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Lady gaga

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Lady gaga

  1. 1. Lady Gaga and Postmodernity<br />Collected articles from the internet<br />
  2. 2. Lady Gaga - "Born This Way," Vertigo, Madonna, Hitchcock, Postmodernism, and Other Thoughts<br />Lady Gaga is probably the definition of a pop music postmodernist. True, postmodernist theory and philosophy hasn't exactly been applied to pop music in any definitive sense (yet...I'll get on that), but if we scroll down a list of some general postmodern attributes everyone of them smacks of Gaga:Mastery of pastiche (has anyone mentioned how much "Born This Way" sounds like a Madonna song? Not to mention Gaga's last two music videos are almost lectures on the history of the Madonna video. Then there are the throwbacks and references to Cyndi Lauper, Michael Jackson, Elton John, ABBA, etc.) <br />Belief that art (in this case, pop music) not only exists in itself but that it can, does and should have relevance and even power in the cultural, social and even political contexts (Flambuoyant soldiers and topical issue of "Don't Ask Don't Tell" make for far more interesting music videos than the rejection and distrust of non-sexual interpersonal connection...hence "Alejandro")<br />Conflation of "high" and "low" in popular culture through the undiscriminating use of elements, tools, and means of presentation from both as a rejection of any distinction at all. (It's important to remember that Gaga is a performance artist at her base, not a musician...a fact useful to recall whenever she has you stumped)<br />References to and quotations of music from many different cultures and times (direct references like "Alejandro" (ABBA) or the occasional bits of foreign language that crop up here and there, although the latter is probably more influence by Sacred Heart than worldly inclusiveness)<br />Disdain for rigid structural unity and social norms (Little Monsters, just be yourself, etc.)<br />Self-referential art, i.e. metafiction (in Gaga's case, both specific references e.g. "I wanna *just dance* and "I'm a free bitch" in the song "Monster," referencing "Just Dance" and "Bad Romance," respectively; but also and mainly general references to dance, music, songwriting, and fame, e.g. "I love my life/I love this record" in "Born This Way")<br />The deliberate inclusion of the audience/consumer in some way (can anyone deny Gaga's effectiveness here?)<br />The rest of the article can be read at: http://www.vertigoshtick.com/2011/03/lady-gaga-born-this-way-vertigo-madonna.html.<br />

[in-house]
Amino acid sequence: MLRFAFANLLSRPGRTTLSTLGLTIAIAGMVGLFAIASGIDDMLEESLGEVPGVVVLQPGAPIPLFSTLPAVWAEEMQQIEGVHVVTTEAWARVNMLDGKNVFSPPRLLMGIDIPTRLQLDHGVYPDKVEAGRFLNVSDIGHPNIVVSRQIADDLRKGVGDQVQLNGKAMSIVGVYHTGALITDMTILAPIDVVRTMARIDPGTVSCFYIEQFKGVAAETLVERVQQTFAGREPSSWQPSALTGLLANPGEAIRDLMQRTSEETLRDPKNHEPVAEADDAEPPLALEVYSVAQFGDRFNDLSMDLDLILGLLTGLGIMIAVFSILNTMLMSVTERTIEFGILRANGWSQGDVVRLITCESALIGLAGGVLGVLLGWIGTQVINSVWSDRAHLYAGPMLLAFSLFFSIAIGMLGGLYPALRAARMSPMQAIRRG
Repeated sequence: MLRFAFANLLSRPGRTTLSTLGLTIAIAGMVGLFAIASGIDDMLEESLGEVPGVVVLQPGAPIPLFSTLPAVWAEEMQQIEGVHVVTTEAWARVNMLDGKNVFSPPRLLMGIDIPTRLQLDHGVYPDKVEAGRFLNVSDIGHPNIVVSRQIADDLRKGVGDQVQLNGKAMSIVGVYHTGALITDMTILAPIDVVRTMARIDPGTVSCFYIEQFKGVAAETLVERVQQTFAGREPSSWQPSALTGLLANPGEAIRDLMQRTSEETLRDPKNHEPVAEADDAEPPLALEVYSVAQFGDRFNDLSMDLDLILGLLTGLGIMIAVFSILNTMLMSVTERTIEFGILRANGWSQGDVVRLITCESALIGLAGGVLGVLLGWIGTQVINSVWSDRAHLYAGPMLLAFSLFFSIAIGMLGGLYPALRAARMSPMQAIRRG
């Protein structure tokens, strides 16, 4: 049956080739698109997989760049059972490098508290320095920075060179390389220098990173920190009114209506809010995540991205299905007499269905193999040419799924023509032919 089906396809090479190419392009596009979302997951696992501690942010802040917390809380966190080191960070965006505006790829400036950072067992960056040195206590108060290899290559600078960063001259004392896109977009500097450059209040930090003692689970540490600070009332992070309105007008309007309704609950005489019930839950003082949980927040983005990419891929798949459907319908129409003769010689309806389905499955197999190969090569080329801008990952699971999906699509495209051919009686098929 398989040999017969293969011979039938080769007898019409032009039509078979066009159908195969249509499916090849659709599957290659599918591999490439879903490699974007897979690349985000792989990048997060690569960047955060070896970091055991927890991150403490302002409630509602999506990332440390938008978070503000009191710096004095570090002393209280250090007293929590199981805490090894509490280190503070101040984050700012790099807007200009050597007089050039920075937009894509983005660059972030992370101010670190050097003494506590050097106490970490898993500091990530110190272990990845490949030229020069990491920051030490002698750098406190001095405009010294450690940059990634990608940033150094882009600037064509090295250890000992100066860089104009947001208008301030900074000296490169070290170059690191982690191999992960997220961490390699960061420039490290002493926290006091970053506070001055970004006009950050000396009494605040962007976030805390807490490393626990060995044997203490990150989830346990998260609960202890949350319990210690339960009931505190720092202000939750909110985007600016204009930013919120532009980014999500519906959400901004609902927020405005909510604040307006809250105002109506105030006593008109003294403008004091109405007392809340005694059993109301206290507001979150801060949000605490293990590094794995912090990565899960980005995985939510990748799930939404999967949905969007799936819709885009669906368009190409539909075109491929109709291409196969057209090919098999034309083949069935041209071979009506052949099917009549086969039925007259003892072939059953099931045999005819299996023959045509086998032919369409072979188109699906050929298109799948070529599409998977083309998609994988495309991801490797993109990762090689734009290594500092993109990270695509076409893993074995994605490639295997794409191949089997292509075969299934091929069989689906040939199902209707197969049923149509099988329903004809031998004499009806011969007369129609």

3. 3. Lady Gaga – ‘Telephone’ and the Postmodern<br />After watching the now-infamous video twice, I’m convinced that it is indicative of postmodernism in every sense of the term. Pastiche. The video has it in spades. It references other forms of media (Tarantino, exploitation films, Thelma & Louise) left and right, while parodying none of them. This is because parody relies on an underlying normative standard, which postmodernism categorically rejects. Instead it merely shows the audience a barrage of media, almost a celebration of how clever the director is for cramming so many references into a single video.Consumerism. The product placement is obvious, but it is not portrayed as humorous. The camera lingers too long on each product, and the video knows it, but it still manages to avoid parody. Rather, the video uses these consumer images as an integral part of its aesthetic without any comment on their social context.Self-reference. The blatant product placement shows a self-awareness in the video, but this particular brand of ironic detachment harms the video’s ability to make any sort of overall message on its own. Instead it implies that celebrating consumer culture is fine as long as we’re appropriately ironic about it, but this is a largely unintended consequence of the video’s aesthetic.Appropriation of identity-based struggle. Lady Gaga is interesting for turning the male gaze back on men, and for portraying women as subjects rather than objects in her videos (albeit still scantily-clad subjects). However, the resistance to power on Lady Gaga and Beyonce’s part is purely individual and brief (it’s very telling that Lady Gaga is bailed out of prison rather than escaping) Behind this initial layer of feminism there is still an individuated desire to become rich, given that Lady Gaga was saved from prison by money. She maintains her glamorous image inside and outside the prison’s walls, an implicit message that “excessive materialism is empowering to women, somehow,” as Alyx Vesey observed. Therefore her kind of feminism is integrated neatly into the agenda of neoliberals, who love to talk about glass ceilings being shattered while heaping disdain on poor women. Incredulity towards metanarratives. Lyotard’s famous description of the postmodern condition applies even here, as it’s difficult to find an overall message or narrative in the video. There is a sequence of events interspersed with pop culture references and product placement, but little else.Most works of postmodern culture incorporate the ethic of postmodern philosophy with even less critical engagement than postmodern philosophers themselves, and in so doing implicitly endorse the status quo. This video is no exception.<br />

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